The Brief, powered by 2025AD – Oettinger is right, only markets can teach EU a lesson

The Brief is EURACTIV's evening newsletter [Alexandros Michailidis / Shutterstock]

EU budget boss Günther Oettinger was forced to apologise publicly yesterday after suggesting Italian voters would be punished by financial markets for allowing Eurosceptic “populists” through the doors of power.

The Commission scrambled to “clarify his position” but the honest reaction came from Donald Tusk, the European Council President. The Pole reminded his EU colleagues about basic democratic principles: “My appeal to all EU institutions: please respect the voters. We are there to serve them, not to lecture them.”

Tusk is right, of course – voters should always be listened to, especially when they vent their frustrations by handing “populist” politicians the keys to power.

In the case of Italy, the reasons are well known: citizens justifiably feel they have been let down by other European countries on the migration crisis while still having unnecessarily brutal austerity imposed on them by the eurozone’s ruling instances, led by Germany.

But Oettinger’s remarks are also a stark reminder that politicians in Europe can only be spurred into action when a serious crisis starts to ramp up.

Take the euro. Those in Brussels who witnessed the 2008 global financial market crash and the ensuing debt crisis can testify – the eurozone is incapable of taking bold decisions unless it is forced to.

Germany bears most of the responsibility for its chronic incapacity to act, and now, reform. After all, its economy is doing well, so why should it make concessions – and financial commitments – to its eurozone “partners” unless it really needs to?

This kind of shortsightedness gave rise to a pattern that has become all too familiar during the debt crisis: financial markets first attack the sovereign debt rating of a country, calling for a credible response at EU level.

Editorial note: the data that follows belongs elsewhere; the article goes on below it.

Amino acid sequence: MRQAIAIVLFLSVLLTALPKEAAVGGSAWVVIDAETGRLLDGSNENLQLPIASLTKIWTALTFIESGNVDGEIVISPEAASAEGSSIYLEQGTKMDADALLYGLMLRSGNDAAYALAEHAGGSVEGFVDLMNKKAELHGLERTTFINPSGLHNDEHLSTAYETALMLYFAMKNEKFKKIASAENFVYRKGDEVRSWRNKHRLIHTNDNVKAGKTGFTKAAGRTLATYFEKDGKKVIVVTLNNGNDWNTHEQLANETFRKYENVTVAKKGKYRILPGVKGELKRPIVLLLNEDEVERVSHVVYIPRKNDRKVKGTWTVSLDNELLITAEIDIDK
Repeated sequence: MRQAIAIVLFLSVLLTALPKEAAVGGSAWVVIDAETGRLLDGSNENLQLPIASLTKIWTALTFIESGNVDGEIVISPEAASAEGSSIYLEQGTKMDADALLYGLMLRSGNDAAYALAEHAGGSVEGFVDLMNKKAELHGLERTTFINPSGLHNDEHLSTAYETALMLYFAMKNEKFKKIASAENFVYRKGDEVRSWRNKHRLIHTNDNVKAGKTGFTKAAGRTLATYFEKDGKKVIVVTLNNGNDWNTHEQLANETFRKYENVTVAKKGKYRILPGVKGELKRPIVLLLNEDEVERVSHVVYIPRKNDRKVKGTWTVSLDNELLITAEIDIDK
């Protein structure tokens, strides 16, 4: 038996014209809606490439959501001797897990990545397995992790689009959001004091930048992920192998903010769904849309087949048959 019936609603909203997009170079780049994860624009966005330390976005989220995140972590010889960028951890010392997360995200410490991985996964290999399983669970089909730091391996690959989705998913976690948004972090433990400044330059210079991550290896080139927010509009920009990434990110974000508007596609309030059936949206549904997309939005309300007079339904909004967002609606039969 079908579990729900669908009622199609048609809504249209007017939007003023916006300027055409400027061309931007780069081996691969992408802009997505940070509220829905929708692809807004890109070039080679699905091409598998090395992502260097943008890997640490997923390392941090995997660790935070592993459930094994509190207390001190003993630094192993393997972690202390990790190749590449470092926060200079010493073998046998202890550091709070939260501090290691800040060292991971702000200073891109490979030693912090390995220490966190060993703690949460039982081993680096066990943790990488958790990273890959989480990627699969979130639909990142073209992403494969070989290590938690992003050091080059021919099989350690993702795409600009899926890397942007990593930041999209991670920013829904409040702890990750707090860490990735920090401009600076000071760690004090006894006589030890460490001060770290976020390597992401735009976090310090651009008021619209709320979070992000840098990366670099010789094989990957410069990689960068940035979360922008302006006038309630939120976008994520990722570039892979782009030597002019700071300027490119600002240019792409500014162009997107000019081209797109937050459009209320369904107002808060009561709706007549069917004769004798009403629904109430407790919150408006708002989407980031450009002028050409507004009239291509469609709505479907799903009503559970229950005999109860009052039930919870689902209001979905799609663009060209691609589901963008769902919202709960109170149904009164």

Politicians first deny and delay decisions until the pressure from financial markets becomes intolerable and finally spurs them into action.

The pinnacle of the debt crisis brought significant reforms to the eurozone that would have otherwise been impossible: the European Stability Mechanism (ESM), with a maximum lending capacity of €500 billion, the Banking Union (on which Germany is dragging its feet), and stronger macro-economic surveillance with the infamous two-pack and six-pack of reforms (which also made eurozone governance more punitive and less democratic).

But since market pressure has waned, so has Germany’s appetite for reform. This is all the more disappointing since France rejected Marine Le Pen’s populism by electing a reformist president, who unlike his predecessors is willing to play by the EU rulebook.

History will eventually tell whether Merkel is seen as the eurozone’s saviour or undertaker. During the debt crisis, she turned the habit of kicking the can down the road into an art.

No doubt she can do it again. But only if financial markets tell her to. The Italian crisis might just offer the eurozone this opportunity.


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The Roundup

By Alexandra Brzozowski

While Italy is running around like a headless chicken, South Tyrol looks anxiously towards Rome. Attentive commentators might have found a secret reason for the uproar in the Mediterranean country.

After 27 months of negotiations, the never-ending story of posted workers came to an end in Strasbourg: MEPs approved a revision of the directive, which became a symbol of division between Eastern and Western Europe.

One attentive German journalist was rather surprised about the suddenly high attendance rate in the holy plenary halls in Strasbourg this week.

After the Commission proposed more spending on Italy and the south and less on the Visegrad Four, and Parliament starts scrutinising the EU’s regional budget reform, watch out for proposed cuts being a major issue of dissent.

Since 2016, the EU has been working on reforms to tackle the problems of refugee registration. While a Hungarian MEP wants to prevent games being played with multiple identities, Austria wants to tie minimum income to German language skills.

The anti-Brexit group backed by billionaire philanthropist George Soros is set to intensify its campaign for a new referendum on whether the UK should stay in the EU.

EU trade boss Cecilia Malmström told MEPs that the EU would activate “immediate” rebalancing measures if US President Donald Trump decides to impose quotas on the EU’s steel and aluminum exports as an alternative to tariffs as early as Friday.

It is trilogue time for the EU clean energy laws: This week might see a breakthrough in negotiations over two crucial energy files on renewable energy and energy efficiency. Follow our liveblog for the latest developments.

To end on a serious note: Sad news reached the world from Kiev, where fellow journalist and Kremlin critic Arkady Babchenko was murdered near his apartment. This comes also at a time where the crackdown on critics manifests in random arrest warrants and travel entry bans.

**UPDATE: Plot twist, he’s actually alive and well!

Look out for…

Vice-President Dombrovskis and Commissioner Moscovici presenting the Commission’s proposals for a program to support reforms and a European stabilization function for investments, new instruments to deepen the Economic and Monetary Union in the EU budget.

Views are the author’s

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